In the world of office design, IT companies often lead the way in forming creative workplaces.
It all started with the Googleplex, created by Clive Wilkinson Architects for Google in 2005. Working closely with Google’s executive and staff, Wilkinson interpreted the Google ethos – formed primarily by hard-working, creative engineers who love machines, toys and games – into a contemporary, creative workplace. This set the benchmark for IT companies the world over.
Since then, many others have followed suit, hiring interior architects to create their new workplaces. From Facebook by Studio O+A (2009), to Twitter by Sara Morishige Williams (2009), to Microsoft’s Pioneer Studio by SkB Architects (2010), to Wotif by Marc & Co (2011).
At the new office of Google Engineering in London, interior architects from Penson chose a Starship Enterprise theme, with what they term “Flight Pods” providing “semi-private slouching-come-formal seating opportunities.” In addition, there is a mix of staff facilities, including gaming rooms, music studios, a park, a coffee lab, lounges, micro-kitchens and an auditorium called Tech Talk.
At the Skype offices in Sweden, the approach is less fantasy-oriented, but still inspired by the brand. PS Arkitektur conceived a graphic pattern of interconnecting voids to symbolize the interconnected nature of the world via Skype, and used this pattern throughout the interior. The “bubbly” furniture reflects the shape of the Skype logo itself, and the acoustics are extremely high-tech, as is expected of a company that deals in audio and video development.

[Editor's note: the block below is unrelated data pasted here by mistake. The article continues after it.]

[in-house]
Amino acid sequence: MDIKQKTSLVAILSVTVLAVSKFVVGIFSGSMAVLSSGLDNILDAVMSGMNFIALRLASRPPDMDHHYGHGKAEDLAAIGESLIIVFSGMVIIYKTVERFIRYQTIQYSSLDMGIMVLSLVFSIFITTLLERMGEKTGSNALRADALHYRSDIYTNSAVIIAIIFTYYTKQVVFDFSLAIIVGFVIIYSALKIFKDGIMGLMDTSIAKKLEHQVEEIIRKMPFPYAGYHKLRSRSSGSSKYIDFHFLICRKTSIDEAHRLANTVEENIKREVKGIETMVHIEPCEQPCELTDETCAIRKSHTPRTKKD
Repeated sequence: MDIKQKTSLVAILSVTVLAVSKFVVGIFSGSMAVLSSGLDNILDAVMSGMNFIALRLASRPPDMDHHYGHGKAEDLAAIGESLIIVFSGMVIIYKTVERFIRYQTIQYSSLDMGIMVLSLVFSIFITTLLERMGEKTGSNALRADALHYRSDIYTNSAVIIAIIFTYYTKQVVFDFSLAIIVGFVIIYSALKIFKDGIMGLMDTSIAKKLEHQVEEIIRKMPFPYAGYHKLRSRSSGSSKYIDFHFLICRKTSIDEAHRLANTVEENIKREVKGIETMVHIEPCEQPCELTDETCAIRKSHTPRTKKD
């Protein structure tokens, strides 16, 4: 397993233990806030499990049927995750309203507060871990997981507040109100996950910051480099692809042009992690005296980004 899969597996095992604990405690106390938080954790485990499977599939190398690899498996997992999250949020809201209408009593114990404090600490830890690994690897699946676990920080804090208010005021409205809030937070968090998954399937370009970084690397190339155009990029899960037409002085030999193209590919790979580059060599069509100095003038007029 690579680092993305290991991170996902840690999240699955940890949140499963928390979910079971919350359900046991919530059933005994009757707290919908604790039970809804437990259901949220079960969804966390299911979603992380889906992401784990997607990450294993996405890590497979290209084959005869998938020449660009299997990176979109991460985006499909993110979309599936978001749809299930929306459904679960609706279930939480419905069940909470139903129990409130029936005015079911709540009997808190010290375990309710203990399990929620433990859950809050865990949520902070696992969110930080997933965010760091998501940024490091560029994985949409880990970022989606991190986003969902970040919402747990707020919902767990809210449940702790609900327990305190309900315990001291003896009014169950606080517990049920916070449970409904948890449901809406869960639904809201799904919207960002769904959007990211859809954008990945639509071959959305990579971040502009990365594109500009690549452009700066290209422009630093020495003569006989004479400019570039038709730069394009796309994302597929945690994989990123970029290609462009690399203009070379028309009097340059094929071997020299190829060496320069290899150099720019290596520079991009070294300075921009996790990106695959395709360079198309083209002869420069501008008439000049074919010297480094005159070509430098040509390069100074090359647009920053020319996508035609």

Others, like the Etsy offices in New York, have chosen not to involve interior architects, instead unleashing the creativity of their staff. In this case, the entire workspace reflects the company’s core business: craft.
Facebook does not list an interior architect as having worked on its new office in Menlo Park, California – its first permanent home. When asked whether it used a designer or architect, the company’s PR contact did not provide an answer. They did, however, give out a lot of information about the project. Inhabiting existing buildings as part of a campus, Facebook tore down unnecessary internal walls so everyone could sit in the open with their teams. They scattered breakout spaces throughout the campus and plans are afoot for two cafes, two coffee shops, a doctor’s practice, a fitness centre and more. Facebook has also provided information about its pursuit of LEED Gold certification, offering staff recycling and composting bins and stating that all new doors are recycled.
For IT fans and architects, what is probably the most exciting new office for a tech company has not yet been built: the Apple headquarters by Foster + Partners. There are three things that make this project stand out. Firstly, it is massive – covering over 260,000 square metres and accommodating up to 13,000 staff, more than the population of a small town. Secondly, it is green – an onsite power plant will provide most of the electricity for the building, while other strategies include minimizing energy demand, reducing car travel and increasing the use of reclaimed water. And thirdly, it is ring-shaped, which makes it look like a spaceship or Frisbee rather than a corporate building.
These IT companies are examples of big organizations with extensive resources with the foresight to invest in interesting architecture and interior design. Creative, forward-thinking spaces are better for everyone – particularly for the staff, and for the company and its corporate image.